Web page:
West Law Report

If one defendant becomes ill

Posted in Times Law Report by mrkooenglish on October 19, 2008

From The Times
October 8, 2008
If one defendant becomes ill
Court of Appeal

Published October 8, 2008

Regina v B and Others

Before Lord Justice Toulson, Mr Justice Andrew Smith and Mr Justice Bean

Judgment August 15, 2008

Where one of several defendants in the same criminal proceedings became mentally unfit to stand trial before a jury had been empanelled, there was nothing in principle to prevent the jury subsequently hearing the trial of all the defendants, although in the case of the unfit defendant the jury would now be looking only to whether he had committed the actus reus of the relevant offence.

The Court of Appeal, Criminal Division, so held in a reserved judgment, when allowing, in part, an interlocutory appeal by the prosecution from Judge John Boggis, QC, in South-ampton Crown Court, before a jury had been empanelled to try a case involving numerous charges of sexual offences against several defendants, B, W, S, H, and RW, that, in light of one defendant’s unfitness to stand trial through mental illness, and another’s as a result of a stroke, the trial of the several defendants could no longer be heard by a single jury and that separate trials should take place.

Mr David Bartlett and Mr David Reid for the prosecution; Mr Charles Ward Jackson for S; Mr Chris Stopa, assigned by the Registrar of Criminal Appeals, for H; Mr Antony Dunkels, similarly assigned, for RW; B and W were not represented.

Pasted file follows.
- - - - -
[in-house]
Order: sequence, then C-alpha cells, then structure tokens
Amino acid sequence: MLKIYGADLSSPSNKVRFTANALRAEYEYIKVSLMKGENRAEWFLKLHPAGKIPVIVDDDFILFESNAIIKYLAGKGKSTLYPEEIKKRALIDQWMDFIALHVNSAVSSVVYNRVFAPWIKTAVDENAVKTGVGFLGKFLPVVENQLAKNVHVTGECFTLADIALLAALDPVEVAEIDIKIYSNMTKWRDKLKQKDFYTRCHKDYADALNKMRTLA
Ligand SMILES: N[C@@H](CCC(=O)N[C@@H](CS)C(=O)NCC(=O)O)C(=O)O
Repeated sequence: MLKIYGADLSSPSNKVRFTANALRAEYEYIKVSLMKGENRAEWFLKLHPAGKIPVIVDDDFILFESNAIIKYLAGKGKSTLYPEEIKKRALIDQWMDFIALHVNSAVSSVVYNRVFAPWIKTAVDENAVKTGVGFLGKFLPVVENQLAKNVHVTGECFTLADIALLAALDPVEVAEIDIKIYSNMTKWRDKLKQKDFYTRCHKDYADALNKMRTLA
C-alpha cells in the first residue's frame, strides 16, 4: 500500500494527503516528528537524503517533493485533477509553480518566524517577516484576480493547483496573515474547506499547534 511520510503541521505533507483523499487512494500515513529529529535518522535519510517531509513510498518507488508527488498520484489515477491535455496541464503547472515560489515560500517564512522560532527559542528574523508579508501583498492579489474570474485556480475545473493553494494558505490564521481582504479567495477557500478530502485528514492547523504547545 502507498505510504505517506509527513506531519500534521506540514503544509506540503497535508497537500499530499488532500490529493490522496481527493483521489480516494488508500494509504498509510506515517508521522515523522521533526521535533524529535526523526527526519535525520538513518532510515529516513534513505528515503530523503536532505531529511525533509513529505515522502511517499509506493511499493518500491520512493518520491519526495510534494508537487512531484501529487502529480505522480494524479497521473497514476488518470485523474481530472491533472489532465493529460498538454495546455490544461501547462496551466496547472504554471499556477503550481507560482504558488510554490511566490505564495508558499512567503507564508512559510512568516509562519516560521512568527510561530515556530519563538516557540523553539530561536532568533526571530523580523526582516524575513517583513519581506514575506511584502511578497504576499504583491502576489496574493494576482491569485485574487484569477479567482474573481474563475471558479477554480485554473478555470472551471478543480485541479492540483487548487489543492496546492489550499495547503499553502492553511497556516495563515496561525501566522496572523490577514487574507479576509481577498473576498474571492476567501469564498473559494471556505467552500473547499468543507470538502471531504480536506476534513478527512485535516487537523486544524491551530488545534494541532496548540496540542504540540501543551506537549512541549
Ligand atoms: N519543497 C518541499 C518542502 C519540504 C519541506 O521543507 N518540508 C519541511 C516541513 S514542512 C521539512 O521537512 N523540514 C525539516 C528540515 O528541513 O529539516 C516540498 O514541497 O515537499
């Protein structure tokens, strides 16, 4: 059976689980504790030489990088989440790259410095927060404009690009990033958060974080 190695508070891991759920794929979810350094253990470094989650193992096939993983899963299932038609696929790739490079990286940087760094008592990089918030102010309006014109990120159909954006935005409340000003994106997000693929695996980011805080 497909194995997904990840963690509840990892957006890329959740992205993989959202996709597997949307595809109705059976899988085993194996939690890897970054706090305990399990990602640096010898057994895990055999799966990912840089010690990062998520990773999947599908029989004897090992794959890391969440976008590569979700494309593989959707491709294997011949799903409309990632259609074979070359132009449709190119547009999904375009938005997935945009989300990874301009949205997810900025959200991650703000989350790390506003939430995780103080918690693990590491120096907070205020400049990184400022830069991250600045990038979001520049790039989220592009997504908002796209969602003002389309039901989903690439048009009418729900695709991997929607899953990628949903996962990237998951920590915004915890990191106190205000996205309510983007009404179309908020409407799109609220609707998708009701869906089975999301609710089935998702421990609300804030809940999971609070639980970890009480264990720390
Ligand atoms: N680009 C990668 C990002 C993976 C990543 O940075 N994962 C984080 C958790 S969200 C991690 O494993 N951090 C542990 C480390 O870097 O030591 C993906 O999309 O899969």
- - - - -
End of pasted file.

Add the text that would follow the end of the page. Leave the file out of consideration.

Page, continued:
LORD JUSTICE TOULSON, giving the judgment of the court, said that the first question was whether the relevant ruling had occurred within a preparatory hearing, such that the Court of Appeal would have jurisdiction to hear the appeal.

Having had regard to, inter alia, In re Kanaris ([2003] 1 WLR 443), the conclusion was that the judge had been entitled to hold a preparatory hearing where the issue concerned whether the trial of the other fit defendants could continue as scheduled and the matter was not merely focused on the trial of a single supposedly unfit defendant. Since the other applicable criteria as to preparatory hearings had been met the Court of Appeal had jurisdiction.

On the substantive matter, the issue was a matter of some academic controversy and novelty, but the judge had erred in holding that it was inescapable that separate trials should be held.

Where one of several defendants became unfit after a jury had been empanelled, it would be possible for the same jury to consider in the case of that defendant whether he had committed the actus reus, although the question of guilt would now be removed.

A fortiori, on the instant facts, a single jury once empanelled could in principle proceed to consider whether the alleged principal offender had committed the actus reus while looking, in the case of other fit defendants, to both actus reus and mens rea.

Since the judge had erred in principle it was necessary to revisit the question whether that course should be permitted on the particular facts. There were four interests to be looked at, those of: (i) the unfit defendant; (ii) the fit defendants; (iii) the witnesses; and (iv) the public.

The conclusion differed in the case of the two unfit defendants: for one the trial could proceed before the same jury as that considering the other fit defendants’ cases, but the jury would look only to the actus reus in his case. In the case of the other unfit defendant there was no need to rescind the order for separate trials.

Solicitors: Crown Prosecution Service, Eastleigh; Hayes Law, Eastleigh; Wells Burcombe, St Albans.

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